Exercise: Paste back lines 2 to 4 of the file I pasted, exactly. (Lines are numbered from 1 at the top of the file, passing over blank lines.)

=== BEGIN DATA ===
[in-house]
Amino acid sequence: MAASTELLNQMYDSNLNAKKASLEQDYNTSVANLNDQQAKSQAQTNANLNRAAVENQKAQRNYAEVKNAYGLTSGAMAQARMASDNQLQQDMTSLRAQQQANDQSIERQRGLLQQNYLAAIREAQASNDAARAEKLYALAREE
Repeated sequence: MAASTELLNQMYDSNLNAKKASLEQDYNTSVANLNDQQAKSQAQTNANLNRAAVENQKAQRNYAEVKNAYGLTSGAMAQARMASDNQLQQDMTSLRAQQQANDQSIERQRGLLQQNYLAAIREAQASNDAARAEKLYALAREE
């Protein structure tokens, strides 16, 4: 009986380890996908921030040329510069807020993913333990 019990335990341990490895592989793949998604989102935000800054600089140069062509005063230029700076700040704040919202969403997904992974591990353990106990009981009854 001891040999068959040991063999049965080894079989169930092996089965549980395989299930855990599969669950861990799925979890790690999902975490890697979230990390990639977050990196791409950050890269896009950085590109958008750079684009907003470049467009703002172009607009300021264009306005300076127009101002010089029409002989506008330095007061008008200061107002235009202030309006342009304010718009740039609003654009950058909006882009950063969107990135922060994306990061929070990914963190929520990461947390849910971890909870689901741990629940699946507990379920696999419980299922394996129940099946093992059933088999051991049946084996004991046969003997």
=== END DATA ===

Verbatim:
Amino acid sequence: MAASTELLNQMYDSNLNAKKASLEQDYNTSVANLNDQQAKSQAQTNANLNRAAVENQKAQRNYAEVKNAYGLTSGAMAQARMASDNQLQQDMTSLRAQQQANDQSIERQRGLLQQNYLAAIREAQASNDAARAEKLYALAREE
Repeated sequence: MAASTELLNQMYDSNLNAKKASLEQDYNTSVANLNDQQAKSQAQTNANLNRAAVENQKAQRNYAEVKNAYGLTSGAMAQARMASDNQLQQDMTSLRAQQQANDQSIERQRGLLQQNYLAAIREAQASNDAARAEKLYALAREE
């Protein structure tokens, strides 16, 4: 009986380890996908921030040329510069807020993913333990 019990335990341990490895592989793949998604989102935000800054600089140069062509005063230029700076700040704040919202969403997904992974591990353990106990009981009854 001891040999068959040991063999049965080894079989169930092996089965549980395989299930855990599969669950861990799925979890790690999902975490890697979230990390990639977050990196791409950050890269896009950085590109958008750079684009907003470049467009703002172009607009300021264009306005300076127009101002010089029409002989506008330095007061008008200061107002235009202030309006342009304010718009740039609003654009950058909006882009950063969107990135922060994306990061929070990914963190929520990461947390849910971890909870689901741990629940699946507990379920696999419980299922394996129940099946093992059933088999051991049946084996004991046969003997």